Mortgage rates remained largely flat or even slightly lower during the week ended November 30.  This probably helped to maintain the upward trend in mortgage applications that began the previous week during the Thanksgiving holiday and despite a shortened work week.

The Mortgage Bankers Association (MBA) said its market Composite Index, a measure of loan application volume, moved up 2 percent on a seasonally adjusted basis and after an adjustment to the prior week's report to account for the holiday.   On a non-adjusted basis, applications shot up 42 percent.

The seasonally adjusted Purchase Index extended its increases to a third week, rising 1 percent from the week ended November 23.  The unadjusted index was up 36 percent and was 0.2 percent higher than the same week in 2017.

The Refinance Index rose by 6 percent from the prior week, but more notably the share of refinancing increased from 37.9 percent of total applications to 40.4 percent, the largest since March.

"Treasury rates continued to slide last week, driven mainly by concerns over slowing global economic growth and U.S. and China trade uncertainty. The 30-year fixed-rate fell for the third week in a row to 5.08 percent and has declined a total of nine basis points over this span," said Joel Kan, MBA's Associate Vice President of Economic and Industry Forecasting. "Application activity increased over the week for both purchase and refinance loans, and were 10 percent and 7 percent higher, respectively, than the week before the Thanksgiving holiday. Additionally, we saw a decrease in the average loan size for purchase applications to the lowest since December 2017 ($298,000 from $313,000). This is perhaps an indication that there are fewer jumbo borrowers, or maybe first-time buyers are having better success reaching the market as we close out the year."  The average size for all loans also declined, from $294,500 to $284,200.

The share of FHA loan applications increased to 10.2 percent of the total from 9.6 percent the prior week and the VA share ticked up to 10.0 percent from 9.9 percent.  The USDA portion dipped to 0.6 percent from 0.7 percent the previous week.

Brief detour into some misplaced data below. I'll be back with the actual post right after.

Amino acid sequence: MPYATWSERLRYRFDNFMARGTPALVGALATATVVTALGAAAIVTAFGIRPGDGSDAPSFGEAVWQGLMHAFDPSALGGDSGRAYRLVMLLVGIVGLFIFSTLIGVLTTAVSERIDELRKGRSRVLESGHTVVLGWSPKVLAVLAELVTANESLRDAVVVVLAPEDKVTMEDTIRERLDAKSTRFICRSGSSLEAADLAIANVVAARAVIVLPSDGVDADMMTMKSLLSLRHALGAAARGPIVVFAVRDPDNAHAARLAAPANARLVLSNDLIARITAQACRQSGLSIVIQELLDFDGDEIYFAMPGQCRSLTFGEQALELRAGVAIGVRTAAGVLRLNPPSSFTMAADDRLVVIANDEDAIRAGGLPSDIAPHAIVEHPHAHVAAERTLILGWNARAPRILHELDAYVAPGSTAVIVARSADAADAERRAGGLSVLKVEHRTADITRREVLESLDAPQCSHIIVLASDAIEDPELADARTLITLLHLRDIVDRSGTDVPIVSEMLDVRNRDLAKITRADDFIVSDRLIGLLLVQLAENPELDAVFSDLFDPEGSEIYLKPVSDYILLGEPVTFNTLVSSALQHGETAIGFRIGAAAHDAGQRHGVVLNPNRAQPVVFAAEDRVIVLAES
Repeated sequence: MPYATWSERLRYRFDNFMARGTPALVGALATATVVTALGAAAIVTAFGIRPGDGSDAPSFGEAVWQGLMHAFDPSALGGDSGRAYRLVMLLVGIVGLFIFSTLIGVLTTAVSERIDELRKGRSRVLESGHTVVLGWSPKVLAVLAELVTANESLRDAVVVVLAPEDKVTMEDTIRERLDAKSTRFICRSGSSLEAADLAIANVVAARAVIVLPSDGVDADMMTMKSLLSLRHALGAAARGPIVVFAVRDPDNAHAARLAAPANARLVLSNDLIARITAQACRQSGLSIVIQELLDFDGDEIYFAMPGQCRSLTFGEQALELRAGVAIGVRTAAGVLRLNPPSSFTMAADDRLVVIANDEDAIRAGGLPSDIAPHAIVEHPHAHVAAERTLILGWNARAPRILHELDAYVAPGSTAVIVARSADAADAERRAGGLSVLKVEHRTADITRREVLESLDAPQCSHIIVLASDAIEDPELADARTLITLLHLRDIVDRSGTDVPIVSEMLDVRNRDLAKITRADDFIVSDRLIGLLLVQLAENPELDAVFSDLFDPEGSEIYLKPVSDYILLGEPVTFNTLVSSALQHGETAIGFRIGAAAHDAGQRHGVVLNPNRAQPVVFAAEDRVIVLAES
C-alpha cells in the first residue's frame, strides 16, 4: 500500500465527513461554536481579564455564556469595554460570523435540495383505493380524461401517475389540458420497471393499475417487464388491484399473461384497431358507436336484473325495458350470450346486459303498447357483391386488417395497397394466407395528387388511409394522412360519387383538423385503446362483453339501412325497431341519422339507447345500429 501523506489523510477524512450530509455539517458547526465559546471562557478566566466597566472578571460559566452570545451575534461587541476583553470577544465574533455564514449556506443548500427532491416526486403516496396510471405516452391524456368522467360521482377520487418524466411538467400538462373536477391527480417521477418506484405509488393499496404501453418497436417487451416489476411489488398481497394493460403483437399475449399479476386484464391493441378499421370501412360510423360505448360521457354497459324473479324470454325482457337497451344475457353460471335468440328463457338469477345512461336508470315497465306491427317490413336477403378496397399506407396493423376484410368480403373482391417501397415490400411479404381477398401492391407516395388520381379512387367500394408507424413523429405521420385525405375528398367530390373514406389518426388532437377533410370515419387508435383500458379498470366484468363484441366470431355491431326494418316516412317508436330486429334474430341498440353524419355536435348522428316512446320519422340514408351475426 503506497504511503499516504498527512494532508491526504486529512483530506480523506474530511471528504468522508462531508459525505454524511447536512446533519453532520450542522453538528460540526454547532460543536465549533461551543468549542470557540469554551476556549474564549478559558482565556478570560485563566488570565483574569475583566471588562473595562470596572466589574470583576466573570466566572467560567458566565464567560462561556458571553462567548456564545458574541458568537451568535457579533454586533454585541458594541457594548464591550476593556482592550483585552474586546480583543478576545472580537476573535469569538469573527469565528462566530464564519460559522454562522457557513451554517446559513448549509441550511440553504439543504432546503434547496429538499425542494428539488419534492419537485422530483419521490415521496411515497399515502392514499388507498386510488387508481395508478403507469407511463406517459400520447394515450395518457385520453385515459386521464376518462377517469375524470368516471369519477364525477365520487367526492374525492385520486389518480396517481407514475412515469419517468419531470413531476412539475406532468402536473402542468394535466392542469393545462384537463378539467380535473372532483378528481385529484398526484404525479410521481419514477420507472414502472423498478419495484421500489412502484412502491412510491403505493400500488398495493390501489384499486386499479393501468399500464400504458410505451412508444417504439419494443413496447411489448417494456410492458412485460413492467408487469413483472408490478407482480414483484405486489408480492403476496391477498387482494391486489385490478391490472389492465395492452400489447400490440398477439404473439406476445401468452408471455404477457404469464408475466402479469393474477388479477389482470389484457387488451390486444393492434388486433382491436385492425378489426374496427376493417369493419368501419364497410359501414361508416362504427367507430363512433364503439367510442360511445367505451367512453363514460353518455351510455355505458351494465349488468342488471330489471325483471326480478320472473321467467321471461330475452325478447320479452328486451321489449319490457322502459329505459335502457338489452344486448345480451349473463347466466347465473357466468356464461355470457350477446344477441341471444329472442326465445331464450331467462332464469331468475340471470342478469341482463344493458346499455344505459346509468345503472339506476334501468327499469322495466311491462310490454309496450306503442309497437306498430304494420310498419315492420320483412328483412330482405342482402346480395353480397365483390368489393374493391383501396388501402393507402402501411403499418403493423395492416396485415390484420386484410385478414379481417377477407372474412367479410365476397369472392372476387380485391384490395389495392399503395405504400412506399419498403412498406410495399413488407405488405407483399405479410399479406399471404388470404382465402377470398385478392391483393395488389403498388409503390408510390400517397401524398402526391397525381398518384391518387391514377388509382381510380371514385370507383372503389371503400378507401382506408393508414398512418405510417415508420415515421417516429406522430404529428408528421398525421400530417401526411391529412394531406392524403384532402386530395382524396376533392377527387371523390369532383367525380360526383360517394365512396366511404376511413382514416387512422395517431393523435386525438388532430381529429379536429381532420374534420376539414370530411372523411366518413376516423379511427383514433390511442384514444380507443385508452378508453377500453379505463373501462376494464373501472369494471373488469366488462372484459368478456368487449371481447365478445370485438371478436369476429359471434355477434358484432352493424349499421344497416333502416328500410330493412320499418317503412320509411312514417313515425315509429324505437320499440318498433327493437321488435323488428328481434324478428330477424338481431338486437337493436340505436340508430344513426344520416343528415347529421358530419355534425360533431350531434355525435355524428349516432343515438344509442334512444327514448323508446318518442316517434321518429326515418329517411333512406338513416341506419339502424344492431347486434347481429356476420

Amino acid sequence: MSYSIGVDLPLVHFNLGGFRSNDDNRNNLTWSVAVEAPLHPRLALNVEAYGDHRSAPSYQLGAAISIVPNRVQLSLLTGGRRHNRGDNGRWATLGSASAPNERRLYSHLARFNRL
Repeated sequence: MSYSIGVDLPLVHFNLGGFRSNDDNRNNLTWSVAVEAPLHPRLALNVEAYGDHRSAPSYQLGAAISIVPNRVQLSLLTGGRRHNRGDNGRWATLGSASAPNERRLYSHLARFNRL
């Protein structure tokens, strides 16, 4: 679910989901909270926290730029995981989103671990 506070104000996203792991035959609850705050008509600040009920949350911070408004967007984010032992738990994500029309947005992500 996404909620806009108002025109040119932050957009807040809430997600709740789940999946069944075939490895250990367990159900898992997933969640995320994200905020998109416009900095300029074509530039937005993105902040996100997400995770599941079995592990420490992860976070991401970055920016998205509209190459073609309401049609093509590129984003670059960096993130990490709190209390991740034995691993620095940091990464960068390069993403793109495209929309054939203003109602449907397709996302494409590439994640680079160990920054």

As Kan indicated, the average contract interest rate for 30-year fixed-rate mortgages (FRM) with origination balances at or below the conforming loan limit of $453,100 decreased to 5.08 percent from 5.12 percent.  Points declined to 0.44 from 0.46 and the effective rate was also lower.  However, the rate for jumbo loans, those with balances above the conforming limit, increased slightly, from 4.88 percent to 4.89 percent.  Points moved down to 0.30 from 0.31 and the effective rate remained at the previous week's level.

The average contract interest rate for 30-year FRM backed by the FHA dropped to 5.05 percent from 5.11 percent, with points decreasing to 0.62 from 0.63. The effective rate moved lower.  

Fifteen-year FRM saw an average decline in the contract rate of 3 basis points to 4.50 percent.  Points increased to 0.60 from 0.51 so that effective rate was unchanged.  

The average contract interest rate for 5/1 adjustable rate mortgages (ARMs) increased to 4.33 percent from 4.29 percent, with points decreasing to 0.21 from 0.42. The effective rate decreased from last week. The adjustable-rate mortgage (ARM) share of activity fell to 7.4 percent of total applications from a recent high of 7.9 percent the previous week.

MBA's Weekly Mortgage Applications Survey has been conducted since 1990 and covers over 75 percent of all U.S. retail residential mortgage applications Respondents include mortgage bankers, commercial banks and thrifts.  Base period and value for all indexes is March 16, 1990=100 and interest rate information is based on loans with an 80 percent loan-to-value ratio and points that include the origination fee.